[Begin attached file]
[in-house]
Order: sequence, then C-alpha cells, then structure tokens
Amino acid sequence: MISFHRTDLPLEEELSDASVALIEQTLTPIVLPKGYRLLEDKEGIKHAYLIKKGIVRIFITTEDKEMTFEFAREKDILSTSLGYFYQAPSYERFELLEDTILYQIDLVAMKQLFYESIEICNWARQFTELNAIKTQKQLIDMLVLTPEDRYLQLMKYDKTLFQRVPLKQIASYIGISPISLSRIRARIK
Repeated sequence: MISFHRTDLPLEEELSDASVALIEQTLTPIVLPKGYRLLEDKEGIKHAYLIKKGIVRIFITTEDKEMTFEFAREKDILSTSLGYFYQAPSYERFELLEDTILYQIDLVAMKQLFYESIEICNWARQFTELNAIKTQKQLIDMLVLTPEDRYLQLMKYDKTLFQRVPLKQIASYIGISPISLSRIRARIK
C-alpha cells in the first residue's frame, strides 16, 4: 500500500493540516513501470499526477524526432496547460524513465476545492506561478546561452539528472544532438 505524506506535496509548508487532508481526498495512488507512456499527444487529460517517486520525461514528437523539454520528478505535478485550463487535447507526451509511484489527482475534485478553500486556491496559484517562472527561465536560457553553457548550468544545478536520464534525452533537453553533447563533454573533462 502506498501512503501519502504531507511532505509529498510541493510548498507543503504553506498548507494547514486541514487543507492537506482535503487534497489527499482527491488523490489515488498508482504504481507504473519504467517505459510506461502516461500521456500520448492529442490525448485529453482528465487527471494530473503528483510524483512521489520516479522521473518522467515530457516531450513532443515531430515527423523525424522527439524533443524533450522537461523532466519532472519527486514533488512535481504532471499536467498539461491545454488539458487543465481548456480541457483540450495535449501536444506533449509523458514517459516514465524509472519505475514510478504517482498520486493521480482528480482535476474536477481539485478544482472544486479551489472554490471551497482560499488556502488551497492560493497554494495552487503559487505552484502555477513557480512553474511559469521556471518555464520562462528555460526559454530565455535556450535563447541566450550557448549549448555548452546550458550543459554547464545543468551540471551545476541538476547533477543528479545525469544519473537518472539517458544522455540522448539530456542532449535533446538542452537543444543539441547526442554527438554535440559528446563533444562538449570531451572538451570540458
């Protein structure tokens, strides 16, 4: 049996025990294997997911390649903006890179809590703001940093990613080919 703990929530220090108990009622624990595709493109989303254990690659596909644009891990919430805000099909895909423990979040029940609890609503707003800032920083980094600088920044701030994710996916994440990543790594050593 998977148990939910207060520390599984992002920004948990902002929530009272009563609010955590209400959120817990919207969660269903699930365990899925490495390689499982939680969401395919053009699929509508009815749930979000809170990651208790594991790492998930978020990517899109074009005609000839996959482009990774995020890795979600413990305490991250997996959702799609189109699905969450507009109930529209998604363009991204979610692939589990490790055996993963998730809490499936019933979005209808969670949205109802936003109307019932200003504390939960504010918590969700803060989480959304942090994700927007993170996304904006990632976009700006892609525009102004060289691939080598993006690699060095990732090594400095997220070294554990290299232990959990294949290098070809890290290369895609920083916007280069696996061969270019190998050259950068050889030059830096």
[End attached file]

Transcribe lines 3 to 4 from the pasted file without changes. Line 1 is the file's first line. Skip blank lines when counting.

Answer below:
Amino acid sequence: MISFHRTDLPLEEELSDASVALIEQTLTPIVLPKGYRLLEDKEGIKHAYLIKKGIVRIFITTEDKEMTFEFAREKDILSTSLGYFYQAPSYERFELLEDTILYQIDLVAMKQLFYESIEICNWARQFTELNAIKTQKQLIDMLVLTPEDRYLQLMKYDKTLFQRVPLKQIASYIGISPISLSRIRARIK
Repeated sequence: MISFHRTDLPLEEELSDASVALIEQTLTPIVLPKGYRLLEDKEGIKHAYLIKKGIVRIFITTEDKEMTFEFAREKDILSTSLGYFYQAPSYERFELLEDTILYQIDLVAMKQLFYESIEICNWARQFTELNAIKTQKQLIDMLVLTPEDRYLQLMKYDKTLFQRVPLKQIASYIGISPISLSRIRARIK